A virtual who's who of jam bands, related artists, presenters, producers, journalists, and fans came together Thursday at New York City's Irving Plaza for the genre's first awards show, the Jammys.
Pushing aside the long-winded acceptance speeches associated with mainstream award shows, the Jammys let the music do the talking, as the evening's artists performed extended covers of their jamming forefathers.
Dubbed the Jammys Orchestra, the opening all-star collaboration (which included organist Merl Saunders and guitarist John Scofield) delighted the packed dance floor with a funk jam loosely based around the vamp of "Watermelon Man" from Herbie Hancock's 1973 jazz-funk crossover album "Head Hunters."
Colorful co-host and Moon Boot Lover guitarist Peter Prince then rendered the tongue-in-cheek "Jammys Theme," which included lyrics mocking the commercial success of pop stars Ricky Martin and Britney Spears. Prince twitched and contorted as he sang "Ricky
with his bonbons/ And Britney with her pompoms/ And a butt thong/ Would reign supreme."
"Settle down, kids, settle down," Primus bassist Les Claypool said, jokingly mocking the spirited but typically gentle hippie crowd. "You know, management here told me to tell you there's too much crowd-surfing going on in here."
Claypool, whose recent collaboration with Phish guitarist Trey Anastasio and ex-Police drummer Stewart Copeland as the rock uber-trio Oysterhead has been embraced by the jam-band scene (see "Stewart Copeland Opens Oysterhead; Les Claypool Brings Rat Brigade"), joined the Disco Biscuits for a medley that featured Pink Floyd's "Have A Cigar" and The Beatles' "Tomorrow Never Knows."
Connecticut funksters Deep Banana Blackout offered their take on Santana's "Everybody's Everything" and Frank Zappa's "I'm The Slime."
Blues singer Susan Tedeschi sat in with Frogwings, a jam-rock conglomeration featuring
Allman Brothers Band drummer Butch Trucks, guitarists Derek Trucks and Jimmy Herring and bassist Oteil Burbridge, as well as keyboardist Kofi Burbridge (see "Primus' Les Claypool, Frogwings To Play Jammys").
Vermont rockers Phish, perhaps the quintessential modern jam band, took home the award for Live Set Of The Year for their seven-hour Millennium Eve set in the Florida Everglades.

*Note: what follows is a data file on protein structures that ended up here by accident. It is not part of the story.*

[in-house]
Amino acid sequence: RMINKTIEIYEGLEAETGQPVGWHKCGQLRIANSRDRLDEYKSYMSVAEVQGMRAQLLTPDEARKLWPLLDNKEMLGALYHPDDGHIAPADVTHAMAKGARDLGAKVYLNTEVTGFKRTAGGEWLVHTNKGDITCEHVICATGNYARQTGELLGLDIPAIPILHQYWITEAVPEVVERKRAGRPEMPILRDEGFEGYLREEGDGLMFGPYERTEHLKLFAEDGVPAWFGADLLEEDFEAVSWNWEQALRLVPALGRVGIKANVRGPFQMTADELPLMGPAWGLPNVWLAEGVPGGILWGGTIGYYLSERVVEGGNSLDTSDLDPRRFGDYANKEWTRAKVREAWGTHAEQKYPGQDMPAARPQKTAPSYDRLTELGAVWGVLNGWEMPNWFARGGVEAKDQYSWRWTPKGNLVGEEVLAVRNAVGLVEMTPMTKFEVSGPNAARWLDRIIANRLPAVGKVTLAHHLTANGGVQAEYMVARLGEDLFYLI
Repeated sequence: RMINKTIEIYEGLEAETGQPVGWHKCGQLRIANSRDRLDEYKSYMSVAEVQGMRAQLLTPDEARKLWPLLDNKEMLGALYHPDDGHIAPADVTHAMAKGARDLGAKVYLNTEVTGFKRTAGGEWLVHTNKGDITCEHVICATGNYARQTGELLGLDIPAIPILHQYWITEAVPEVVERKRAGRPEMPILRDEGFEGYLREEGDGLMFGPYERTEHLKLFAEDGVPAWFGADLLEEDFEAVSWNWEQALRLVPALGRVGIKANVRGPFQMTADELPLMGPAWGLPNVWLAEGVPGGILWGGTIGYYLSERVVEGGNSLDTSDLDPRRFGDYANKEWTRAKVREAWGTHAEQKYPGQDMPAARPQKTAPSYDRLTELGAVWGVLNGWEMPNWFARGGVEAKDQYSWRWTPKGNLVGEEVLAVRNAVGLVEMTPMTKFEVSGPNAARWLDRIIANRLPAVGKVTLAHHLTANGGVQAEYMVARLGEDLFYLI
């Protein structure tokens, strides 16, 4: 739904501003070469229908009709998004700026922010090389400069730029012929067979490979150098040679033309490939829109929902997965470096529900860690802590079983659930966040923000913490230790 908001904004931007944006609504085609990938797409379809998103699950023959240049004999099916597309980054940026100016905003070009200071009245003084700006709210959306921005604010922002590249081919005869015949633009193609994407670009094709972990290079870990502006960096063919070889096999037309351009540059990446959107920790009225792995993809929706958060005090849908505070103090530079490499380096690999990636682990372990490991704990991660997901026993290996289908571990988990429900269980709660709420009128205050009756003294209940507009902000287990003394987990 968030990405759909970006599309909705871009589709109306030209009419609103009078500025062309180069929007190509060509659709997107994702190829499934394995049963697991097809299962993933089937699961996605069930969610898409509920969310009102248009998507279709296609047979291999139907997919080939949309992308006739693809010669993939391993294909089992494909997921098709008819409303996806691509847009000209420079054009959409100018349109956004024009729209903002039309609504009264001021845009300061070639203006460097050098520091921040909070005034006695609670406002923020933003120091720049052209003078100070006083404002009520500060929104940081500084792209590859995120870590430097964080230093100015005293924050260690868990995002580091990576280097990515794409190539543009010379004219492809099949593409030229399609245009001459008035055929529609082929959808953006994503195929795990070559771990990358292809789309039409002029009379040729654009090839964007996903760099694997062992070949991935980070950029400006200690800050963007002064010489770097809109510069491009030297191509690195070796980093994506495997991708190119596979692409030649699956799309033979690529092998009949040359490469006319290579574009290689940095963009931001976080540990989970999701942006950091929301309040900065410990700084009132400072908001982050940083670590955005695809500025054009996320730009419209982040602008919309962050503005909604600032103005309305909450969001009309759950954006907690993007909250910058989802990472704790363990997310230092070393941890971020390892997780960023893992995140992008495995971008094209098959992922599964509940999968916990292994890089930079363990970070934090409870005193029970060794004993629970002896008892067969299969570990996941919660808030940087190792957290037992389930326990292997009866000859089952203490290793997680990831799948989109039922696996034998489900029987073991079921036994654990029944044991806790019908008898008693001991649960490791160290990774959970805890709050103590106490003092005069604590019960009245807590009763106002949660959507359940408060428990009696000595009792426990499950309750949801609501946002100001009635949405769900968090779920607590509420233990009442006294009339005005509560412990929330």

"The idea of going out there for seven hours without any sort of plan whatsoever seemed to encapsulate the essence of improvisation," Phish bassist Mike Gordon wrote in an acceptance sent via e-mail. "The location was beautiful, and the jamming was relaxed. We are honored to be a part of this community of great people and amazing music."
Canadian jam-electronica group The New Deal performed perhaps the first techno tribute to bluegrass pioneer Bill Monroe. Dripping synth effects and club-ready dance beats accompanied the band's 25-minute
reading, electrifying the capacity crowd.
New Hampshire's Percy Hill won the Studio Album Of The Year Jammy for their self-produced LP "Color In Bloom."
Peter Shapiro, owner of popular New York jam-band breeding ground the Wetlands Preserve nightclub, presented B.B. King with the Wetlands Award for lifetime achievement.
"Music is my life, my living," King said, accepting the award via a videotape shot at his newly minted blues club across town. "And jamming, you get to exchange ideas with people -- it's wonderful. I thank you all."Jammy winners:
Release Of The Year Grateful Dead, "So Many Roads"
Jam Of The Year Disco Biscuits, "Akira Jam," Dec. 31, 1999
Live Set Of The Year Phish, Dec. 31, 1999, Set II
Live Album Of The Year Moe., "L"
Wetlands Award B.B. King
Studio Album Of The Year Percy Hill, "Color In Bloom"
Future Jam (musicians award) Soulive
New Groove Of The Year (fan vote): Fat Mama
Home Grown Music: Strangefolk, "Lore"
Radio Show: "The Music Never Stops," Barry Smolin, KPFK-FM, Los Angeles
Fan Web Site: www.etree.org
Community Service: Strangers Helping Strangers
Topper Award (commitment to the scene): Chris Zahn
Jambands.com Writer: Jeff Waful